The tragic news of the loss of one third of the grey headed flying-fox colony in Bairnsdale – due to the excessive heat of Friday 25th when the maximum temperature of 45.8 was just short of the record* – was widely reported across the media. This included mainstream media reports in the Guardian, the Age and the ABC through to a front page header in the local throwaway, the East Gippsland News.
Of all the reports I have read only ABC Gippsland journalist Emma Field mentioned climate change as a contributing factor. She tweeted: “More than 2,000 flying foxes die from heat stress in eastern Victoria. I read a flying fox expert [who] calls these events the ‘canary is the coal mine’ for climate change.” The tweet was a link to her online article on the event which unfortunately did not include any reference to climate change or the ‘flying fox expert’.
The implications of Field’s ‘canary in the coal mine’ quote are not spelled out and the expert she is referring to is Justin Welbergen.** Welbergen used the metaphor in the title of his 2014 conference paper “Canaries in the coalmine: flying-foxes and extreme heat events in a warming climate”. The paper dealt in detail with the overwhelming evidence of global warming and how this increased the likelihood of extreme hot days occurring.
The paper stated that “The probability that a grey-headed flying-fox will encounter temperatures greater than 42C has increased almost three-fold since the 1970s” and that besides climate change, man-made factors threatening flying-fox populations included “ongoing loss of foraging and roosting habitat”. As well as adversely affecting our carbon store the intensive clear fell logging practiced in Gippsland for the last 50 years has also severely restricted the flying-fox options of food and home.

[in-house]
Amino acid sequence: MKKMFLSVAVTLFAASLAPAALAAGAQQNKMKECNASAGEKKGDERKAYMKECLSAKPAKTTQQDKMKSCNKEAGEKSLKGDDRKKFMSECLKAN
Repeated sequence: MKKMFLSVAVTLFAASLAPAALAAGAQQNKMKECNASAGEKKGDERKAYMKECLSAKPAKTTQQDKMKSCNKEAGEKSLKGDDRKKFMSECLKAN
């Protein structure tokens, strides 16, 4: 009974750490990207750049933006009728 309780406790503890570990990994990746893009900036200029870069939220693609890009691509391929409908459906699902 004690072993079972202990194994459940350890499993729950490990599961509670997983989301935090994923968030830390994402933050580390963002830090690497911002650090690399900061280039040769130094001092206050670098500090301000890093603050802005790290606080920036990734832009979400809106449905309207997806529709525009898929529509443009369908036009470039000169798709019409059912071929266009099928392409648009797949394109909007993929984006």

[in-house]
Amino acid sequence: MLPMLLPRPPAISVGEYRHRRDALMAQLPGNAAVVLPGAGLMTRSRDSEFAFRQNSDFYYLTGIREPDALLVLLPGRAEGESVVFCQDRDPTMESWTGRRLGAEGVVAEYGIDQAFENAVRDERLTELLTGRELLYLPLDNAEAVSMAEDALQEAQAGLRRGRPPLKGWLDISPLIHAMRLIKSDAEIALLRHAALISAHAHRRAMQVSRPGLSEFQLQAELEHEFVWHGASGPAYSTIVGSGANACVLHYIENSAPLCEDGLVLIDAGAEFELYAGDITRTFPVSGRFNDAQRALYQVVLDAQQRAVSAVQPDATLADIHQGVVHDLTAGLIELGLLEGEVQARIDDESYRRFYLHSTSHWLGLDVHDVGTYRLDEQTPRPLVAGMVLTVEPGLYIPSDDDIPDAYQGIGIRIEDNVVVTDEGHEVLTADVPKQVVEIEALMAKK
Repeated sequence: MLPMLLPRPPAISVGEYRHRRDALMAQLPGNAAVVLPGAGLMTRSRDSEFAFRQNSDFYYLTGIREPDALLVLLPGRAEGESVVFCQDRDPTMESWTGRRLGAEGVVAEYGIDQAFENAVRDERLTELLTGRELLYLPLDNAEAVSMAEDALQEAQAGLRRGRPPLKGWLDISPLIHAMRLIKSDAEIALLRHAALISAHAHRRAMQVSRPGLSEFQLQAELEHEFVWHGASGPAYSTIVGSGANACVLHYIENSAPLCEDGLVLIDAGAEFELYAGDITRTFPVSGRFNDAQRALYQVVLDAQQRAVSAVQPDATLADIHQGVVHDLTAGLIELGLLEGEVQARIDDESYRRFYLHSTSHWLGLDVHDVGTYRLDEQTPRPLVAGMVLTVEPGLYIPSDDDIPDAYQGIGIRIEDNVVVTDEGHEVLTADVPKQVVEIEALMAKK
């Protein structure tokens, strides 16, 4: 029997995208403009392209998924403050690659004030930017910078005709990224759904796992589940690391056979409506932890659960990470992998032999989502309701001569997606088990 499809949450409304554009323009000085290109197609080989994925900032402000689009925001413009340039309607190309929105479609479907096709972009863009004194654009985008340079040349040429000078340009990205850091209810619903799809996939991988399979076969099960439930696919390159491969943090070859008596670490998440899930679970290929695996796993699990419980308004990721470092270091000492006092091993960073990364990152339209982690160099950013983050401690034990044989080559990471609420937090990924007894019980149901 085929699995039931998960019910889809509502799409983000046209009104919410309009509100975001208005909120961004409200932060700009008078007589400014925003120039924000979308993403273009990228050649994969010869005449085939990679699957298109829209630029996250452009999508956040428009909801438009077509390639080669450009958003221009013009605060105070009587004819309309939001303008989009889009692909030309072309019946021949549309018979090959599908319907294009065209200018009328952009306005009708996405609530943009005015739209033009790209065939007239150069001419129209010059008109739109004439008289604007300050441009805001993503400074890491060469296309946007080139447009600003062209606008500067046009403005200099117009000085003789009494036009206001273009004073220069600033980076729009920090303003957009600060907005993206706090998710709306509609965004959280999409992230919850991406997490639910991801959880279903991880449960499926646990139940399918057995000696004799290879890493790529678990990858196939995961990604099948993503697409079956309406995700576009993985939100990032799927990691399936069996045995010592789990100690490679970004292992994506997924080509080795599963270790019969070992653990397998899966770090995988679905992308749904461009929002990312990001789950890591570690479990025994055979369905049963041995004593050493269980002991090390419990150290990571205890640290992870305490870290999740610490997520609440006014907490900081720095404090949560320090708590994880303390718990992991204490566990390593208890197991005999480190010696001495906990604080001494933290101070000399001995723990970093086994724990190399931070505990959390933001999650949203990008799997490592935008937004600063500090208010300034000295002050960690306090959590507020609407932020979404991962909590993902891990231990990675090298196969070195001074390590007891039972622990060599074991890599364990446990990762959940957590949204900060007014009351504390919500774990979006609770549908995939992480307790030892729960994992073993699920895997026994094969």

Welbergen also confirmed that “Beyond 42C thermoregulatory mechanisms become overwhelmed and individuals begin to die” and that “There is little doubt that as summers become hotter [with global warming] die-offs will become more frequent and widespread.” Finally he noted that “Flying-fox die-offs are particularly conspicuous events” and that “heat related die-offs have been reported in other fauna including koalas…”
The original ‘canary in the coal mine’ metaphor was a practical way for coal miners to protect their safety. The dead canary was an advanced warning of danger. As used by Welbergen the metaphor, exemplified in the current die-off, is an otherwise unspoken warning to Gippslanders and all humanity. It is we who are being warned. If climate change can decimate the flying-fox populations we almost certainly will be next.
* record maximum temperature 46.2 on Black Saturday (7.2.09)
** I have Lisa Roberts of Bairnsdale Friends of Bats and Habitat Gippsland group to thank for providing me with the Justin Welbergen paper. An earlier paper published by the Royal Society can be found here.